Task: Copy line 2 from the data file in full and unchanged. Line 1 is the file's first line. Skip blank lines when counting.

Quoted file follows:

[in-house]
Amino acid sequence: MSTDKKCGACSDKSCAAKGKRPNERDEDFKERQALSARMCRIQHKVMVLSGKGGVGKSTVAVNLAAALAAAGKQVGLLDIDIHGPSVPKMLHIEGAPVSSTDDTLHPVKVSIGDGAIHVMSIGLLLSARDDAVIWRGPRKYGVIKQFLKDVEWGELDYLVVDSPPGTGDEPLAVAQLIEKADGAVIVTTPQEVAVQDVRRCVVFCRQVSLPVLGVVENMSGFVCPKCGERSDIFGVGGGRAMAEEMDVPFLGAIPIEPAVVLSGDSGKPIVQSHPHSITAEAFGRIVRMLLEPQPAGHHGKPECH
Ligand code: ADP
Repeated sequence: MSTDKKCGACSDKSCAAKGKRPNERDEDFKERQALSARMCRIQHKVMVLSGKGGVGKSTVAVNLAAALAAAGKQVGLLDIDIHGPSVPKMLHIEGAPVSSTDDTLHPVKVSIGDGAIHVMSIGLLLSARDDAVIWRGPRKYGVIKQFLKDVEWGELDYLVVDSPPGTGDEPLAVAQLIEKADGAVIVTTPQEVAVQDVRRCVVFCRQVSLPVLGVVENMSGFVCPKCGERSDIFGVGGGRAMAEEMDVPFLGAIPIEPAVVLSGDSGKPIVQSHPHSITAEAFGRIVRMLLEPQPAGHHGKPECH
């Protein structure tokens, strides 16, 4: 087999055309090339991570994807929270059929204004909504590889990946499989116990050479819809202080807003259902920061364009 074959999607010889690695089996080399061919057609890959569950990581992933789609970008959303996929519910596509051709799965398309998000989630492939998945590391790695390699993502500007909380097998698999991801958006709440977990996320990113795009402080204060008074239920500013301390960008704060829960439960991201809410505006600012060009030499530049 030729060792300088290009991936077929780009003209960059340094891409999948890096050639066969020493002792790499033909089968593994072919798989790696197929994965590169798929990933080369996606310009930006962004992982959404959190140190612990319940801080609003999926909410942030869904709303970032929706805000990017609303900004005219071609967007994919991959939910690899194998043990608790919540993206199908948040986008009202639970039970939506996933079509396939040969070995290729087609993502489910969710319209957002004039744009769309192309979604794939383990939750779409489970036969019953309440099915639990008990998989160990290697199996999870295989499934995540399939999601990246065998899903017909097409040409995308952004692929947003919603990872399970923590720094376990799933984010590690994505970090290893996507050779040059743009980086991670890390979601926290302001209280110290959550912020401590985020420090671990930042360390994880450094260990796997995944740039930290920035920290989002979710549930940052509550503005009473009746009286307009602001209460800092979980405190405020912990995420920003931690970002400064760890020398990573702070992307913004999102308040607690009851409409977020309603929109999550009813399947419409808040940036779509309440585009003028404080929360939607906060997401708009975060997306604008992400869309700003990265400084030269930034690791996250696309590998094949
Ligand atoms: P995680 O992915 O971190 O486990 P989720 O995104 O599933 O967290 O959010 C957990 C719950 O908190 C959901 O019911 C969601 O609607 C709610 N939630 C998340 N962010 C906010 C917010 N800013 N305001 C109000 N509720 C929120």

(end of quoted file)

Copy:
Amino acid sequence: MSTDKKCGACSDKSCAAKGKRPNERDEDFKERQALSARMCRIQHKVMVLSGKGGVGKSTVAVNLAAALAAAGKQVGLLDIDIHGPSVPKMLHIEGAPVSSTDDTLHPVKVSIGDGAIHVMSIGLLLSARDDAVIWRGPRKYGVIKQFLKDVEWGELDYLVVDSPPGTGDEPLAVAQLIEKADGAVIVTTPQEVAVQDVRRCVVFCRQVSLPVLGVVENMSGFVCPKCGERSDIFGVGGGRAMAEEMDVPFLGAIPIEPAVVLSGDSGKPIVQSHPHSITAEAFGRIVRMLLEPQPAGHHGKPECH